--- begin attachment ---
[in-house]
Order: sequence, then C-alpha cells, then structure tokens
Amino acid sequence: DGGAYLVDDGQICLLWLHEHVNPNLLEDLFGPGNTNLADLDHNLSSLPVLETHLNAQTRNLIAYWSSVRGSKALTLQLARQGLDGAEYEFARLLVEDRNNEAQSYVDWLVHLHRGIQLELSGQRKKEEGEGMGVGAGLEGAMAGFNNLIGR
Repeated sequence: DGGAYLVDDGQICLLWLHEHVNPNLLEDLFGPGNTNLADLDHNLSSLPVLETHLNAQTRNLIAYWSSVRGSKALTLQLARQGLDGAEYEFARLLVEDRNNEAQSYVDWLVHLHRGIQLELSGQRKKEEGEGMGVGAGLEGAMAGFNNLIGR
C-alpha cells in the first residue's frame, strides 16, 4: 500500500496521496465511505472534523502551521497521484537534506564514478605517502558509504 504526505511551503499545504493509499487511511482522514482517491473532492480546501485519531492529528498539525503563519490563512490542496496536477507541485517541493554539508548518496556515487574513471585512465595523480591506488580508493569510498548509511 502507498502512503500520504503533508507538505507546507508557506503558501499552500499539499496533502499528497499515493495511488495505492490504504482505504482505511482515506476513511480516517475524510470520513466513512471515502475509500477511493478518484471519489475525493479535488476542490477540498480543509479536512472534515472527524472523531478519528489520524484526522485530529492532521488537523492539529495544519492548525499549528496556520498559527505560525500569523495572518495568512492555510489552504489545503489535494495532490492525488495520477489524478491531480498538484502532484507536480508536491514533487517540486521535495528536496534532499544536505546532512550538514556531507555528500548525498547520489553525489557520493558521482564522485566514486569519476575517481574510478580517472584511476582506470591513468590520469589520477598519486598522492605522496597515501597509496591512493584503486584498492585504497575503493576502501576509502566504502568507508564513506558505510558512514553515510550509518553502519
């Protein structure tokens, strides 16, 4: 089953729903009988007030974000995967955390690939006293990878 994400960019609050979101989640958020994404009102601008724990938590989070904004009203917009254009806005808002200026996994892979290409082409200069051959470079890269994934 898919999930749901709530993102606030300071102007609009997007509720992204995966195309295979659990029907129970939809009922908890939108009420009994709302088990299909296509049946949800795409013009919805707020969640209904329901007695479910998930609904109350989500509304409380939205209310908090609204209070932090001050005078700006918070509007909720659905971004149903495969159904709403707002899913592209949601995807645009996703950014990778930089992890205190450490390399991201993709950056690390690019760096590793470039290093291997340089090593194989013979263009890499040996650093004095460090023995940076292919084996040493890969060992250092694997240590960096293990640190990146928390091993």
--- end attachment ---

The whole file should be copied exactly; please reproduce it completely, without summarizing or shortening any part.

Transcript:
[in-house]
Order: sequence, then C-alpha cells, then structure tokens
Amino acid sequence: DGGAYLVDDGQICLLWLHEHVNPNLLEDLFGPGNTNLADLDHNLSSLPVLETHLNAQTRNLIAYWSSVRGSKALTLQLARQGLDGAEYEFARLLVEDRNNEAQSYVDWLVHLHRGIQLELSGQRKKEEGEGMGVGAGLEGAMAGFNNLIGR
Repeated sequence: DGGAYLVDDGQICLLWLHEHVNPNLLEDLFGPGNTNLADLDHNLSSLPVLETHLNAQTRNLIAYWSSVRGSKALTLQLARQGLDGAEYEFARLLVEDRNNEAQSYVDWLVHLHRGIQLELSGQRKKEEGEGMGVGAGLEGAMAGFNNLIGR
C-alpha cells in the first residue's frame, strides 16, 4: 500500500496521496465511505472534523502551521497521484537534506564514478605517502558509504 504526505511551503499545504493509499487511511482522514482517491473532492480546501485519531492529528498539525503563519490563512490542496496536477507541485517541493554539508548518496556515487574513471585512465595523480591506488580508493569510498548509511 502507498502512503500520504503533508507538505507546507508557506503558501499552500499539499496533502499528497499515493495511488495505492490504504482505504482505511482515506476513511480516517475524510470520513466513512471515502475509500477511493478518484471519489475525493479535488476542490477540498480543509479536512472534515472527524472523531478519528489520524484526522485530529492532521488537523492539529495544519492548525499549528496556520498559527505560525500569523495572518495568512492555510489552504489545503489535494495532490492525488495520477489524478491531480498538484502532484507536480508536491514533487517540486521535495528536496534532499544536505546532512550538514556531507555528500548525498547520489553525489557520493558521482564522485566514486569519476575517481574510478580517472584511476582506470591513468590520469589520477598519486598522492605522496597515501597509496591512493584503486584498492585504497575503493576502501576509502566504502568507508564513506558505510558512514553515510550509518553502519
């Protein structure tokens, strides 16, 4: 089953729903009988007030974000995967955390690939006293990878 994400960019609050979101989640958020994404009102601008724990938590989070904004009203917009254009806005808002200026996994892979290409082409200069051959470079890269994934 898919999930749901709530993102606030300071102007609009997007509720992204995966195309295979659990029907129970939809009922908890939108009420009994709302088990299909296509049946949800795409013009919805707020969640209904329901007695479910998930609904109350989500509304409380939205209310908090609204209070932090001050005078700006918070509007909720659905971004149903495969159904709403707002899913592209949601995807645009996703950014990778930089992890205190450490390399991201993709950056690390690019760096590793470039290093291997340089090593194989013979263009890499040996650093004095460090023995940076292919084996040493890969060992250092694997240590960096293990640190990146928390091993």